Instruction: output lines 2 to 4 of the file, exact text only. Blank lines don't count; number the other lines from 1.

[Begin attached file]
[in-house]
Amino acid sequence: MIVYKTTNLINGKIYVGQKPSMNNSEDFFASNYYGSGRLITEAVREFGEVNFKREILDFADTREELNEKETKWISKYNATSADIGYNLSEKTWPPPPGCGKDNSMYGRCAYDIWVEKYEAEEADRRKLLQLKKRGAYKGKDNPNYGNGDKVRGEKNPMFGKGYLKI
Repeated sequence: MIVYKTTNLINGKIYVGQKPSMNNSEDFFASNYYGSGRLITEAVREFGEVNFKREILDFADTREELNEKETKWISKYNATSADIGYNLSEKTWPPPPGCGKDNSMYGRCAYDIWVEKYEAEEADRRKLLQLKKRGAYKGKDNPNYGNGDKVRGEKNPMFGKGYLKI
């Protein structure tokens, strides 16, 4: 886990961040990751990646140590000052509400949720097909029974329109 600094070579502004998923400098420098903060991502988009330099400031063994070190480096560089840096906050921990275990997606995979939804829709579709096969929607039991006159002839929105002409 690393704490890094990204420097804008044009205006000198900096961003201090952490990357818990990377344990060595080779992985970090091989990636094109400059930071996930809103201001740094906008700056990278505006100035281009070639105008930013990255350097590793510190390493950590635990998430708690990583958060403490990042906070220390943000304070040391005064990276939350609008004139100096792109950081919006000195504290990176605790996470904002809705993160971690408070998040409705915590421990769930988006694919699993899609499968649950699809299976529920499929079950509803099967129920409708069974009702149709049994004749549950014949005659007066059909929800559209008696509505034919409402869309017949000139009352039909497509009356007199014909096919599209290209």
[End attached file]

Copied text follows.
Amino acid sequence: MIVYKTTNLINGKIYVGQKPSMNNSEDFFASNYYGSGRLITEAVREFGEVNFKREILDFADTREELNEKETKWISKYNATSADIGYNLSEKTWPPPPGCGKDNSMYGRCAYDIWVEKYEAEEADRRKLLQLKKRGAYKGKDNPNYGNGDKVRGEKNPMFGKGYLKI
Repeated sequence: MIVYKTTNLINGKIYVGQKPSMNNSEDFFASNYYGSGRLITEAVREFGEVNFKREILDFADTREELNEKETKWISKYNATSADIGYNLSEKTWPPPPGCGKDNSMYGRCAYDIWVEKYEAEEADRRKLLQLKKRGAYKGKDNPNYGNGDKVRGEKNPMFGKGYLKI
């Protein structure tokens, strides 16, 4: 886990961040990751990646140590000052509400949720097909029974329109 600094070579502004998923400098420098903060991502988009330099400031063994070190480096560089840096906050921990275990997606995979939804829709579709096969929607039991006159002839929105002409 690393704490890094990204420097804008044009205006000198900096961003201090952490990357818990990377344990060595080779992985970090091989990636094109400059930071996930809103201001740094906008700056990278505006100035281009070639105008930013990255350097590793510190390493950590635990998430708690990583958060403490990042906070220390943000304070040391005064990276939350609008004139100096792109950081919006000195504290990176605790996470904002809705993160971690408070998040409705915590421990769930988006694919699993899609499968649950699809299976529920499929079950509803099967129920409708069974009702149709049994004749549950014949005659007066059909929800559209008696509505034919409402869309017949000139009352039909497509009356007199014909096919599209290209």